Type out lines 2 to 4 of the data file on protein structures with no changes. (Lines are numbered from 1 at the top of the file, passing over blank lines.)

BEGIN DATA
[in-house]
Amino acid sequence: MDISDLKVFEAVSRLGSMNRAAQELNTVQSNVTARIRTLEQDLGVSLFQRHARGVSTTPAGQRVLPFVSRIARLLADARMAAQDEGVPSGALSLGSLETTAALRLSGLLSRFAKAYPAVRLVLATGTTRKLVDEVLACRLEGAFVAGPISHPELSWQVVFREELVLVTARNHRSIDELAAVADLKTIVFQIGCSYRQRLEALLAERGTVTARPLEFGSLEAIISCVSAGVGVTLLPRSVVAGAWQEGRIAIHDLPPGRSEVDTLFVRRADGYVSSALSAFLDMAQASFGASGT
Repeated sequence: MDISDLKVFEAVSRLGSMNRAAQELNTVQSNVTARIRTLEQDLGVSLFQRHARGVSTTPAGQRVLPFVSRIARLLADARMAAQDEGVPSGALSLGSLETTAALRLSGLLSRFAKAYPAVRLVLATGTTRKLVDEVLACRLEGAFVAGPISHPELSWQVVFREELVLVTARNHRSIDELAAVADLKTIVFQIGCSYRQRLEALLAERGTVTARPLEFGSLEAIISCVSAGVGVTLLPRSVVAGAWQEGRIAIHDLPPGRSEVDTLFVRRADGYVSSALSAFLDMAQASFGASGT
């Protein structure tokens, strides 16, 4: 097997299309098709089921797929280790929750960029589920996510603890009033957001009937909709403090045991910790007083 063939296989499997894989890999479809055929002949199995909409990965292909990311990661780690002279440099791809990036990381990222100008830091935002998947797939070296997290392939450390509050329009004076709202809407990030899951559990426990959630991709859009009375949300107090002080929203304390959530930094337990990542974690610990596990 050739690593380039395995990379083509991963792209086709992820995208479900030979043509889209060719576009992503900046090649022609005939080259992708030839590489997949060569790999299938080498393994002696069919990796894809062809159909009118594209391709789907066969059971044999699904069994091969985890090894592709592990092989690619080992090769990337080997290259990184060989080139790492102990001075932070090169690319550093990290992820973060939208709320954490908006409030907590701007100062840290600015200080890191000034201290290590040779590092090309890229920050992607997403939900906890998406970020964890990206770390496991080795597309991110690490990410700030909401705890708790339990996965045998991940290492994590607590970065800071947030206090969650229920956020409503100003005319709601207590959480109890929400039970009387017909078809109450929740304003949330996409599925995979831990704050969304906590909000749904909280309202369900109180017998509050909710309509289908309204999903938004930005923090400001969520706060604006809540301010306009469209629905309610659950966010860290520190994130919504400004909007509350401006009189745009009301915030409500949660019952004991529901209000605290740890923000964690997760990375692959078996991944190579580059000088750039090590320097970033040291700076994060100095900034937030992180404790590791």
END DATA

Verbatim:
Amino acid sequence: MDISDLKVFEAVSRLGSMNRAAQELNTVQSNVTARIRTLEQDLGVSLFQRHARGVSTTPAGQRVLPFVSRIARLLADARMAAQDEGVPSGALSLGSLETTAALRLSGLLSRFAKAYPAVRLVLATGTTRKLVDEVLACRLEGAFVAGPISHPELSWQVVFREELVLVTARNHRSIDELAAVADLKTIVFQIGCSYRQRLEALLAERGTVTARPLEFGSLEAIISCVSAGVGVTLLPRSVVAGAWQEGRIAIHDLPPGRSEVDTLFVRRADGYVSSALSAFLDMAQASFGASGT
Repeated sequence: MDISDLKVFEAVSRLGSMNRAAQELNTVQSNVTARIRTLEQDLGVSLFQRHARGVSTTPAGQRVLPFVSRIARLLADARMAAQDEGVPSGALSLGSLETTAALRLSGLLSRFAKAYPAVRLVLATGTTRKLVDEVLACRLEGAFVAGPISHPELSWQVVFREELVLVTARNHRSIDELAAVADLKTIVFQIGCSYRQRLEALLAERGTVTARPLEFGSLEAIISCVSAGVGVTLLPRSVVAGAWQEGRIAIHDLPPGRSEVDTLFVRRADGYVSSALSAFLDMAQASFGASGT
């Protein structure tokens, strides 16, 4: 097997299309098709089921797929280790929750960029589920996510603890009033957001009937909709403090045991910790007083 063939296989499997894989890999479809055929002949199995909409990965292909990311990661780690002279440099791809990036990381990222100008830091935002998947797939070296997290392939450390509050329009004076709202809407990030899951559990426990959630991709859009009375949300107090002080929203304390959530930094337990990542974690610990596990 050739690593380039395995990379083509991963792209086709992820995208479900030979043509889209060719576009992503900046090649022609005939080259992708030839590489997949060569790999299938080498393994002696069919990796894809062809159909009118594209391709789907066969059971044999699904069994091969985890090894592709592990092989690619080992090769990337080997290259990184060989080139790492102990001075932070090169690319550093990290992820973060939208709320954490908006409030907590701007100062840290600015200080890191000034201290290590040779590092090309890229920050992607997403939900906890998406970020964890990206770390496991080795597309991110690490990410700030909401705890708790339990996965045998991940290492994590607590970065800071947030206090969650229920956020409503100003005319709601207590959480109890929400039970009387017909078809109450929740304003949330996409599925995979831990704050969304906590909000749904909280309202369900109180017998509050909710309509289908309204999903938004930005923090400001969520706060604006809540301010306009469209629905309610659950966010860290520190994130919504400004909007509350401006009189745009009301915030409500949660019952004991529901209000605290740890923000964690997760990375692959078996991944190579580059000088750039090590320097970033040291700076994060100095900034937030992180404790590791």